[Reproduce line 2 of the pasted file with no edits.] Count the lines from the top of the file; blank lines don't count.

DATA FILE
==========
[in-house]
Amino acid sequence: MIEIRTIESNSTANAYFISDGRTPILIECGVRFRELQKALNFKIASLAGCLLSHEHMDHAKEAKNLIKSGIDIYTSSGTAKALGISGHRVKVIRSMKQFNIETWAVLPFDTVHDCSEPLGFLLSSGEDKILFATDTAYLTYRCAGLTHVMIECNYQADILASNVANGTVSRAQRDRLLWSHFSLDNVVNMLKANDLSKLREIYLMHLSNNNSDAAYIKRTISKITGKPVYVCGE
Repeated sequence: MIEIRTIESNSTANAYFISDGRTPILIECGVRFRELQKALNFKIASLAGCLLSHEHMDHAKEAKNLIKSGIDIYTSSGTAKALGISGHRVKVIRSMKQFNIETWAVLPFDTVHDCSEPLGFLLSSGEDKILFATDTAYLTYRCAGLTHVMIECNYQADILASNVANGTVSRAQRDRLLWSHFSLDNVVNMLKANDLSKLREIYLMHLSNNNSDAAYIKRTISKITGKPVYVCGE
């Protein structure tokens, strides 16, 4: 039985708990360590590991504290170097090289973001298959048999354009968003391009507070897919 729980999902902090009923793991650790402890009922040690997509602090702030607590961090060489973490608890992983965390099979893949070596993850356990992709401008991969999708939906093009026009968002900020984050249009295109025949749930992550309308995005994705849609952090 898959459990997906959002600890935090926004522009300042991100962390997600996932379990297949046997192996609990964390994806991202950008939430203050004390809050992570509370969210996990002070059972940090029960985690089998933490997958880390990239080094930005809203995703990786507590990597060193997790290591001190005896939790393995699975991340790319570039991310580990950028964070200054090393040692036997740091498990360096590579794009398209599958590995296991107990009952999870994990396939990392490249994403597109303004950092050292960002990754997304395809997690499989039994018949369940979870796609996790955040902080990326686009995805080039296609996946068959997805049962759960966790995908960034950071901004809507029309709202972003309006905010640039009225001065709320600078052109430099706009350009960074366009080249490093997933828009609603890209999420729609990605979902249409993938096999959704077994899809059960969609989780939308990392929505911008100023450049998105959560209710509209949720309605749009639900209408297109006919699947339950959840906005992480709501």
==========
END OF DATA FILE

Amino acid sequence: MIEIRTIESNSTANAYFISDGRTPILIECGVRFRELQKALNFKIASLAGCLLSHEHMDHAKEAKNLIKSGIDIYTSSGTAKALGISGHRVKVIRSMKQFNIETWAVLPFDTVHDCSEPLGFLLSSGEDKILFATDTAYLTYRCAGLTHVMIECNYQADILASNVANGTVSRAQRDRLLWSHFSLDNVVNMLKANDLSKLREIYLMHLSNNNSDAAYIKRTISKITGKPVYVCGE